In addition to the development of optical devices that did not use glass lenses, new types of optical devices emerged during the mid-1900s. Optical apparatus that could be used to control laser beams, for example, became an important industry offering. And the creation of new electro-optical devices opened up entirely new markets in other industries. By the 1980s, electro-optical equipment was being used to analyze and control manufacturing processes, guide missiles, operate audio-visual systems, and perform many other functions. Optical interferometers, for example, were developed to measure wavelengths, and optical metallographs were created to study the structure of metals and their compounds.
According to the U.S. Census Bureau, there were at least 500 companies engaged in the manufacturing of optical instruments and lenses in the late 1990s. The industry employed approximately 22,100 persons, and generated about $3.74 billion in shipments in 2000. States with the most establishments in the industry were California, Massachusetts, and New York. The industry could be divided into two major product classes: more than two-thirds of revenues came from companies manufacturing optical lenses and equipment (such as binoculars, camera and microscope lenses, and astronomical instruments), while the remaining segment of the industry produced optical sighting, tracking, and fire-control equipment.
In the late 1990s, several new optical products appeared on the market, keeping industry leaders in keen competition. On the verge of widespread product application were "switchable optical elements" (SOEs)—new devices that combined diffractive structures with electro-optical components. Potential commercial applications of SOEs included reading glasses that changed magnification degrees electronically, windows that redirected sunlight to the ceiling for more diffuse room light, camera lenses that zoomed from wide-angle to telescopic without moving parts, and sunglasses with lenses that darkened with the flip of a small switch located in the frame.
With much of the demand coming from the military and law enforcement sectors, a rapid increase in commercial applications was expected in the night-vision optical device market (including night-vision goggles and scopes), which had grown to $404 million by 1997.
In 1999 scientists optically recorded the most volatile cosmic eruption ever detected—capturing a gamma ray burst from nine billion light years away. The images were taken at the Los Alamos National Laboratory with a telephoto camera having the acronym of ROTSE-1 (Robotic Optical Transient Search Experiment 1). The system incorporated space satellites that, upon detecting bursts, alerted ground telescopes that in turn scanned the sky in the identified region.
On the forefront of telescopic technology was the linear tracking of stellar/heavenly bodies, replacing traditional tape encoders. In 1998 the first Heidenhain LIDA 105C exposed linear encoder was supplied to an 8m Gemini telescope on the top of Mauna Kea, Hawaii; the second was to be added to another 8m Gemini in Cerro Pachon, Chile, after its completion at the TELAS/NFM factory in France in the year 2000. These systems allowed telescopes to pinpoint specific areas of the sky with extreme accuracy.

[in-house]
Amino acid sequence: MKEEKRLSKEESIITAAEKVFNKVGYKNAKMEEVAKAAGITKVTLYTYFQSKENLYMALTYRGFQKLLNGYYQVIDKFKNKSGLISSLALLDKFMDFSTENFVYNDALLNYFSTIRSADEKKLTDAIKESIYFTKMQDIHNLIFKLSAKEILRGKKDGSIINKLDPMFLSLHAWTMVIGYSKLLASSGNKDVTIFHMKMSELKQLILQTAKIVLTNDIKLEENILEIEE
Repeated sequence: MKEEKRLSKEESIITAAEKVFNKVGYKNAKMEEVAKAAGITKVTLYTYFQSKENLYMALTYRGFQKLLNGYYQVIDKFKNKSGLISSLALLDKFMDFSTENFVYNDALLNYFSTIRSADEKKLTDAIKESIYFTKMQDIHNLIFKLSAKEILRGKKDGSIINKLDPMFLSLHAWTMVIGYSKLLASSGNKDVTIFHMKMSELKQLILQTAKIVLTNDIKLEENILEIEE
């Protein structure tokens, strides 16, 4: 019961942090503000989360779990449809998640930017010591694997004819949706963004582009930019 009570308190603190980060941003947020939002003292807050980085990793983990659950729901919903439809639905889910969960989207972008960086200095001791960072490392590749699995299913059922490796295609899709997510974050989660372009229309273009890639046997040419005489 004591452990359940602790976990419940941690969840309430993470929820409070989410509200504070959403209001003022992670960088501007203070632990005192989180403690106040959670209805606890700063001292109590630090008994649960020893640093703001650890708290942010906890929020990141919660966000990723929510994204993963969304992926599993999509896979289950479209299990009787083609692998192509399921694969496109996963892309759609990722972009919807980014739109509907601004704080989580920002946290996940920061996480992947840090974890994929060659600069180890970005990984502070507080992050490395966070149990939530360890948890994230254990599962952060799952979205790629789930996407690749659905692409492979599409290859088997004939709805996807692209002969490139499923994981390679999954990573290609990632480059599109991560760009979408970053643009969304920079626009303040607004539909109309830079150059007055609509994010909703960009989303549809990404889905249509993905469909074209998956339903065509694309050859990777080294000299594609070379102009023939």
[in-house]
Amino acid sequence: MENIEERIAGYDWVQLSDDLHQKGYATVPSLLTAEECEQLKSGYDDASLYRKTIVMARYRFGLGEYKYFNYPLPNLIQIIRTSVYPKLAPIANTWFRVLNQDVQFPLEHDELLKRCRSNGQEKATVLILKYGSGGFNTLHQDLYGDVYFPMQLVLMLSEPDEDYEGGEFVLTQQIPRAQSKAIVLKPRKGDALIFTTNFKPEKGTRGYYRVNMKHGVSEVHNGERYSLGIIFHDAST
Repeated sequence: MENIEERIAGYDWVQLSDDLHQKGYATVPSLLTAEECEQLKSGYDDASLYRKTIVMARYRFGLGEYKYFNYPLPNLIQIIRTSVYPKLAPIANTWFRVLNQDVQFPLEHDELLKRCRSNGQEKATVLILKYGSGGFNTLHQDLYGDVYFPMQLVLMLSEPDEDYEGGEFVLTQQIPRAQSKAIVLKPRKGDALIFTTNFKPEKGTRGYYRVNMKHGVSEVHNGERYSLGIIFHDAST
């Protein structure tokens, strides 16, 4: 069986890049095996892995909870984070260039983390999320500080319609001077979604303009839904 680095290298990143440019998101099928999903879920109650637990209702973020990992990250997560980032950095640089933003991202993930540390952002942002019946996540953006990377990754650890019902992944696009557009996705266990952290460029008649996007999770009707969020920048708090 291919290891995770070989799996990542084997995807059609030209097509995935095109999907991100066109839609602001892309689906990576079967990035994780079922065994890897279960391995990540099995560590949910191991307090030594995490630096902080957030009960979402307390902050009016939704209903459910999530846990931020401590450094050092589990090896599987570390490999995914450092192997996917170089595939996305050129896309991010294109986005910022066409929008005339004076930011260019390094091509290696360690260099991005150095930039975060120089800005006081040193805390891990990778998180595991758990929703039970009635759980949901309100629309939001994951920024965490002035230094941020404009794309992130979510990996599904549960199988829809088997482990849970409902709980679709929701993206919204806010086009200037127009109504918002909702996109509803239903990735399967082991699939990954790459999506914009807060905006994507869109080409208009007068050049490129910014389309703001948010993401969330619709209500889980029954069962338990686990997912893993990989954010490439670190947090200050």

Aguirre, Edwin L. "Imaging Totality." Sky & Telescope , July 1999, 136.
Cowen, R. "Catching a Burst's Visible Glow." Science News , 30 January 1999, 70.
Darnay, Arsen J., ed. Manufacturing USA , 5th ed. Detroit: Gale Research, 1996.
Dorminey, Bruce. "Into Infinity." The Financial Times , 10 September 1996.
Dykeman, John. "A Scanner at Your Desk?" Managing Office Technology , March 1996.
Farhi, Paul. "Vision III's Depth-Defining Feat." Washington Post , 4 March 1996, WB15.
Konish, Nancy, and Richard Gawel. "Lethal Lenses Make a Move to Mainstream Markets." 22 March 1999. Available from http://www.searchnet.com .
McEvoy, Christopher. "SGB Survey: Optics '97." Sporting Goods Business , December 1996.
McRae, Bill. "Focus on Quality." Outdoor Life , August 1999.
"New Products." Science , 22 January 1999, 559.
Parker, Bill. "Switchable Optical Elements Merge Optics and Electronics." Laser Focus World , March 1999.
Tejada, Carlos. "Scanners Finally Find a Place in Homes." The Wall Street Journal , 20 May 1996.
Tracy, Brian. "Wachovia Moves Into Check Imaging Elite." American Banker , 3 April 1995.
United States Census Bureau. 1997 Economic Census. Washington: GPO, 1999.
United States Census Bureau. "Statistics for Industries and Industry Groups: 2000." Annual Survey of Manufacturers. February 2002. Available from http://www.census.gov .
Ward's Business Directory of U.S. Private and Public Companies. Farmington Hills, MI: Gale Group, 1996.
Warren, Susan. "Souped-Up Shades." The Wall Street Journal , 14 June 1999, B1.
"Way to the Stars With Optical Tracking." Design Engineering , February 1999.
Zimmerman, Denise. "Star Market to Install Self-Scanning Stations in One Unit." Supermarket News , 12 February 1996.